These maps and directions are for planning purposes only. You may find that construction projects, traffic, or other events may cause road conditions to differ from the map results. For travel options, weather and road conditions, visit tripcheck.com, call 511 (in Oregon only), 800.977.6368 or 503.588.2941.

Add to My Oregon Road Trip

Just about any place you find on TravelOregon.com can be added to your own Oregon Roadtrippers Account. Find out how.

Get on the road with Roadtrippers

Roadtrippers Logo

We’ve partnered with Roadtrippers to provide a great way to plan a trip around Oregon. So start planning your next road trip to here, there or pretty much anywhere in Oregon.

Cottage Grove is known as the “Covered Bridge Capital of Oregon.”

Dorena Bridge

Constructed in 1949 and restored in 1996, this bridge was built after the construction of Dorena Dam on the Row River, forming the present day lake. The Dorena Bridge once tied the roads on the north and south sides of the lake. Now closed to traffic, the bridge is a popular wedding site.

Stewart Bridge

Constructed in 1930 and restored in 1996, this structure has semi-circular portal arches, ribbon openings at the eaves, and decorative S-curve brackets. The deep water below the bridge is considered one of the best swimming holes in the county. Mosby Creek Bridge Constructed in 1920 and restored in 1990, this is the oldest bridge in Lane County, and its one lane remains open to traffic today. The structure has semi-circular portal arches and ribbon openings near the roof line on each side.

Currin Bridge

Constructed in 1925 and restored in 1995, this bridge features white portals and red sides. Currin Bridge replaced an earlier covered bridge built in 1883 by a prominent local bridge builder, Nels Roney.

Chambers Railroad Bridge

This structure was built in 1925 by lumberman J.E. Chambers to cross the Coast Fork of the Willamette from his sawmill to the timberlands west of town. It is the last covered railroad bridge in Oregon. This bridge is currently closed to traffic and pedestrians, but history buffs love to take pictures of this treasure.

Centennial Bridge

This bridge was constructed in 1997 by volunteer labor to celebrate Cottage Grove’s centennial. Materials came from two Lane County bridges that had been demolished. It rests on abutments of the old Main Street Bridge, which stood until the 1950s. The bridge is only open to pedestrians.

Swinging Bridge

Located a half-mile upstream from Centennial Bridge, Swinging Bridge was built for foot and bicycle traffic and was mostly used by children crossing the Coast Fork to get to school. The present bridge is at least the fourth built on this site. Earlier versions of the bridge could be made to swing side to side—hence its name!

Nearby Scenic Byways

Looking for more Scenic Byways nearby? Here are some suggestions…

  1. Over the Rivers & Through the Woods Scenic Byway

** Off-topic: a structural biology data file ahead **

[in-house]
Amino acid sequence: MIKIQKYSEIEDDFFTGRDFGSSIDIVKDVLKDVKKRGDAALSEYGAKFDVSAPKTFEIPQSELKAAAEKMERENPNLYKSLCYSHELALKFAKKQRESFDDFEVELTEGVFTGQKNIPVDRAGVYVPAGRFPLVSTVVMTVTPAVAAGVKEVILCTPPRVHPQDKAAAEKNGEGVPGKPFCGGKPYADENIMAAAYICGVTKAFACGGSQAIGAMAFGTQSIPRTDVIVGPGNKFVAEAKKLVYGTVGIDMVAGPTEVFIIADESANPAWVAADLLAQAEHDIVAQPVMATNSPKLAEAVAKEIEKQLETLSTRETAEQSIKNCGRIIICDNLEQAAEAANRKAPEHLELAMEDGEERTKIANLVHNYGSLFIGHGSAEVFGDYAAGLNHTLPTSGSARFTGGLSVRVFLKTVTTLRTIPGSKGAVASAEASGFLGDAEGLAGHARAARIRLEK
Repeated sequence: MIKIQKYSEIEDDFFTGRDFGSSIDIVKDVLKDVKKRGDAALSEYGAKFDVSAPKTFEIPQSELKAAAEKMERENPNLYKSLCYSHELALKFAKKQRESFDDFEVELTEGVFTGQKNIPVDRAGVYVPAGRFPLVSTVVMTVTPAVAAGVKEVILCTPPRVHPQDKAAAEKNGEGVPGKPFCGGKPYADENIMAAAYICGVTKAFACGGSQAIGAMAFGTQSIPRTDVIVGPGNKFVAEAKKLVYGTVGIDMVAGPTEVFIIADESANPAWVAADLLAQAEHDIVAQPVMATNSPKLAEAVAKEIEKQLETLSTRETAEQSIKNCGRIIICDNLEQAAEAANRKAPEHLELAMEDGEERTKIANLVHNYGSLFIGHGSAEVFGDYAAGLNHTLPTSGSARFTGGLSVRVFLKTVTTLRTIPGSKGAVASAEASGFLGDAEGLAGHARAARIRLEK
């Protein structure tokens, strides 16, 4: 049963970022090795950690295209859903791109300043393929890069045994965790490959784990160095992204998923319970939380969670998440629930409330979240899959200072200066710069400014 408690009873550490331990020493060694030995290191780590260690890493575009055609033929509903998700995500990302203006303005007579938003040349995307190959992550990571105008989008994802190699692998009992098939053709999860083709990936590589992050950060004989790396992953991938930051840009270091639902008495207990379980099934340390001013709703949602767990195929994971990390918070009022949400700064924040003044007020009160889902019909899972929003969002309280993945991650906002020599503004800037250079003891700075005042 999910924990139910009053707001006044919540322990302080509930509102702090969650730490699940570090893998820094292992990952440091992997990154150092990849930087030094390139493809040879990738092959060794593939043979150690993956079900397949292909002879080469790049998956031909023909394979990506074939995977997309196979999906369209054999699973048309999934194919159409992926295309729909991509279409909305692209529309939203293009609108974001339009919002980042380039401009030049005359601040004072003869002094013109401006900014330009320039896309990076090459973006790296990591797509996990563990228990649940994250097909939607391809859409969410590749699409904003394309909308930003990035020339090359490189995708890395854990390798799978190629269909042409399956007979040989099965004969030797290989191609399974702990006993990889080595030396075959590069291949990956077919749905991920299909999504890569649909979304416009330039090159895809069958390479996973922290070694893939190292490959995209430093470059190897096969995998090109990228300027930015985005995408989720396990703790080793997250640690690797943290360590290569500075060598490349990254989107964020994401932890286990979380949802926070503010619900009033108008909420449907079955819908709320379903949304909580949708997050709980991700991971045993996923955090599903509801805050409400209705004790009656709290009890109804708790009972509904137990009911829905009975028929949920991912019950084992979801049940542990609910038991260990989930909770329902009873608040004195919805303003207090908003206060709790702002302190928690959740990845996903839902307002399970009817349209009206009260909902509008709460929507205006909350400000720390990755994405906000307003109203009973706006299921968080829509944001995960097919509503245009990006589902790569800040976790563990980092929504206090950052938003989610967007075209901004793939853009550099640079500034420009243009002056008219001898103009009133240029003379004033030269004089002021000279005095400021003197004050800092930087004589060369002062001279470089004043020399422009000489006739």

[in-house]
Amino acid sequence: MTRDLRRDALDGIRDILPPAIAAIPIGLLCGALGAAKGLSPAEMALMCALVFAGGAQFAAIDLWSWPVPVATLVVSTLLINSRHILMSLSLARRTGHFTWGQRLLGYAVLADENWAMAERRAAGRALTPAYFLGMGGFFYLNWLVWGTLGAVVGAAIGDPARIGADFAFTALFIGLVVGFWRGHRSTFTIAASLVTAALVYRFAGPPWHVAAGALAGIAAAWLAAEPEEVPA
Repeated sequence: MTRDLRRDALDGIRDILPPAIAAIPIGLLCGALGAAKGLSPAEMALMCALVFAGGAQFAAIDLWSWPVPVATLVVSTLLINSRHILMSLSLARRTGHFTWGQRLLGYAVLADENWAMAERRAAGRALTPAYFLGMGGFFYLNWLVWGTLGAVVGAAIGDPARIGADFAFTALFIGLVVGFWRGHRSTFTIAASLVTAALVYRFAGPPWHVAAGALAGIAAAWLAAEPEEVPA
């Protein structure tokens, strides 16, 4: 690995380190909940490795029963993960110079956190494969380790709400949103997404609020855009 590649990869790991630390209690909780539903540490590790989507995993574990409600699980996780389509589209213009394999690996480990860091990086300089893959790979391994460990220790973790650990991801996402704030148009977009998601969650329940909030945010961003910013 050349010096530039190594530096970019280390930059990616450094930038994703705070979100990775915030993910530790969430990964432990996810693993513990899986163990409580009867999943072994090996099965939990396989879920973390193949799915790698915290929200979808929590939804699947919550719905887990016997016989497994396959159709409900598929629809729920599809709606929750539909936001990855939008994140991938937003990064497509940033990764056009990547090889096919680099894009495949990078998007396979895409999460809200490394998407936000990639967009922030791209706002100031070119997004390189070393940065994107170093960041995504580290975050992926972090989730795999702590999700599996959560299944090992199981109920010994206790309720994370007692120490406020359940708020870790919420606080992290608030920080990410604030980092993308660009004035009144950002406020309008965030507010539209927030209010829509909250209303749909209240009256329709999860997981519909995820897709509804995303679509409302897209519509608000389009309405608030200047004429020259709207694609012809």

• Distance: 66 M / 106 Km
    • Minimum Driving Time: 2-3 Hours
    • Best Time to Drive: Year-round

    This 66-mile route begins in the rich farmland of the Willamette Valley, and then winds along rushing streams and through thick forests as it climbs into the West Cascades and McKenzie Pass.

  2. Cow Creek Tour Route

    • Distance: 45m / 72 Km
    • Minimum Driving Time: 1-2 Hours
    • Best Time to Drive: Spring And Fall

    This 45-mile detour meanders along the coast mountain range, past quaint farms, spring waterfalls, and historic mines. It’s a pleasant respite from I-5.

  3. Elkhorn Drive Scenic Byway

    • Distance: 106 M / 171 Km
    • Minimum Driving Time: 3-5 Hours
    • Best Time to Drive: Summer And Fall

    The 100-mile loop skirts ghost towns, historic gold mines and gold mining cabins, with the enchanting beauty of the Elkhorn Mountains as a backdrop.

Flag as Incorrect

Is any of the information on this page incorrect?

Drive safely.

Keep in mind many of the routes listed here travel through remote areas where gas stations are few and far between. And since road and weather conditions can be hazardous, even into summer, we urge you to call 800-977-6368 or check Trip Check before starting out.

Share your thoughts Comments

Have something to say? Your Comment

  1. Your comment will be the first one for this story. Some might think of this as a lot of pressure, but as a trail blazer you recognize that someone has to be first. Your fellow travelers appreciate your opinion, so thanks in advance!

css.php
Close

Sign up for the

Travel Oregon

Newsletter

Stay in touch and get the inside scoop for your next Oregon adventure. We'll deliver Oregon stories, itineraries, contests and ideas of where to eat + drink and get outdoors and explore - right to your inbox, every month.

Success! You're all signed up to receive Oregon trip ideas delivered right to your inbox.

Hmm, something went wrong, please try later.

can't wait to hear from us?

Follow us Online